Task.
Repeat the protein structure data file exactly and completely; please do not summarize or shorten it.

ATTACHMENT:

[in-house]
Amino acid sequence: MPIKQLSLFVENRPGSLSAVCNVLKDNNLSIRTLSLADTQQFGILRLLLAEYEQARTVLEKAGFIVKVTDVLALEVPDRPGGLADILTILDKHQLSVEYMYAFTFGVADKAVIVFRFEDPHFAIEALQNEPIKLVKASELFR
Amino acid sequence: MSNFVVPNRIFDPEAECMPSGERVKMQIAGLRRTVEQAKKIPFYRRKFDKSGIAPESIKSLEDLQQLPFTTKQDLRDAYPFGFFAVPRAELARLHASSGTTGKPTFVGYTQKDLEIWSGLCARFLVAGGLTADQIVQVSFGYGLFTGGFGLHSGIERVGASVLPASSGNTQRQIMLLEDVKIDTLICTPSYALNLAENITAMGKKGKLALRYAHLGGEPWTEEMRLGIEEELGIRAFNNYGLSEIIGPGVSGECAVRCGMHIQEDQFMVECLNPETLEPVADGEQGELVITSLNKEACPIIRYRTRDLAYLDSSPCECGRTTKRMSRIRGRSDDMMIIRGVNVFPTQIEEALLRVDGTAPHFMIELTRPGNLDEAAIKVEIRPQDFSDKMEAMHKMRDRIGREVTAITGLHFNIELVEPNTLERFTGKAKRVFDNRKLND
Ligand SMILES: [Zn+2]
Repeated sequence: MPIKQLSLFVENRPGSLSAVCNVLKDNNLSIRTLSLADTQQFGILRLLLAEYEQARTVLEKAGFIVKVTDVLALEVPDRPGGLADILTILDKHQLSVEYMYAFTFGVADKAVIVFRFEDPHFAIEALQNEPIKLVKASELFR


[in-house]
Amino acid sequence: MPIKQLSLFVENRPGSLSAVCNVLKDNNLSIRTLSLADTQQFGILRLLLAEYEQARTVLEKAGFIVKVTDVLALEVPDRPGGLADILTILDKHQLSVEYMYAFTFGVADKAVIVFRFEDPHFAIEALQNEPIKLVKASELFR
Amino acid sequence: MSNFVVPNRIFDPEAECMPSGERVKMQIAGLRRTVEQAKKIPFYRRKFDKSGIAPESIKSLEDLQQLPFTTKQDLRDAYPFGFFAVPRAELARLHASSGTTGKPTFVGYTQKDLEIWSGLCARFLVAGGLTADQIVQVSFGYGLFTGGFGLHSGIERVGASVLPASSGNTQRQIMLLEDVKIDTLICTPSYALNLAENITAMGKKGKLALRYAHLGGEPWTEEMRLGIEEELGIRAFNNYGLSEIIGPGVSGECAVRCGMHIQEDQFMVECLNPETLEPVADGEQGELVITSLNKEACPIIRYRTRDLAYLDSSPCECGRTTKRMSRIRGRSDDMMIIRGVNVFPTQIEEALLRVDGTAPHFMIELTRPGNLDEAAIKVEIRPQDFSDKMEAMHKMRDRIGREVTAITGLHFNIELVEPNTLERFTGKAKRVFDNRKLND
Ligand SMILES: [Zn+2]
Repeated sequence: MPIKQLSLFVENRPGSLSAVCNVLKDNNLSIRTLSLADTQQFGILRLLLAEYEQARTVLEKAGFIVKVTDVLALEVPDRPGGLADILTILDKHQLSVEYMYAFTFGVADKAVIVFRFEDPHFAIEALQNEPIKLVKASELFR